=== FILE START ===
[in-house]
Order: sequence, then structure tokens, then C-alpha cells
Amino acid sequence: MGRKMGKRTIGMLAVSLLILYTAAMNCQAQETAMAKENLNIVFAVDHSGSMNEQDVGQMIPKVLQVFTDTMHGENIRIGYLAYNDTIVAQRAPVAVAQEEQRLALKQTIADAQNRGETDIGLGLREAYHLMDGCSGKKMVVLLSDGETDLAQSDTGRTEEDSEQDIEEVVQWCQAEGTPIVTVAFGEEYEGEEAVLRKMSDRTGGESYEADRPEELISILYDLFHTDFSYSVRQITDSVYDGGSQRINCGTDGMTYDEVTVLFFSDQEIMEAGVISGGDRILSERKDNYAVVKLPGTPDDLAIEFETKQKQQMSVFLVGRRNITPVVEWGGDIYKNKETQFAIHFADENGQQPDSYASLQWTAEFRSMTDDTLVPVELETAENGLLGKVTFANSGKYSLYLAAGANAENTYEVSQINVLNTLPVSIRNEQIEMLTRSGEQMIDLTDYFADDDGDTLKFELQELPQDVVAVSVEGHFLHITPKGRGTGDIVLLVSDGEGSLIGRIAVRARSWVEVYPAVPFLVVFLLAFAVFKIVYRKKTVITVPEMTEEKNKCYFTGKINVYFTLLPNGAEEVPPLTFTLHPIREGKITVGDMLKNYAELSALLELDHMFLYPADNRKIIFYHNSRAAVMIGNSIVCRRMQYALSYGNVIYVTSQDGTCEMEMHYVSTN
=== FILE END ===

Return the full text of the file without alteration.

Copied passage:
[in-house]
Order: sequence, then structure tokens, then C-alpha cells
Amino acid sequence: MGRKMGKRTIGMLAVSLLILYTAAMNCQAQETAMAKENLNIVFAVDHSGSMNEQDVGQMIPKVLQVFTDTMHGENIRIGYLAYNDTIVAQRAPVAVAQEEQRLALKQTIADAQNRGETDIGLGLREAYHLMDGCSGKKMVVLLSDGETDLAQSDTGRTEEDSEQDIEEVVQWCQAEGTPIVTVAFGEEYEGEEAVLRKMSDRTGGESYEADRPEELISILYDLFHTDFSYSVRQITDSVYDGGSQRINCGTDGMTYDEVTVLFFSDQEIMEAGVISGGDRILSERKDNYAVVKLPGTPDDLAIEFETKQKQQMSVFLVGRRNITPVVEWGGDIYKNKETQFAIHFADENGQQPDSYASLQWTAEFRSMTDDTLVPVELETAENGLLGKVTFANSGKYSLYLAAGANAENTYEVSQINVLNTLPVSIRNEQIEMLTRSGEQMIDLTDYFADDDGDTLKFELQELPQDVVAVSVEGHFLHITPKGRGTGDIVLLVSDGEGSLIGRIAVRARSWVEVYPAVPFLVVFLLAFAVFKIVYRKKTVITVPEMTEEKNKCYFTGKINVYFTLLPNGAEEVPPLTFTLHPIREGKITVGDMLKNYAELSALLELDHMFLYPADNRKIIFYHNSRAAVMIGNSIVCRRMQYALSYGNVIYVTSQDGTCEMEMHYVSTN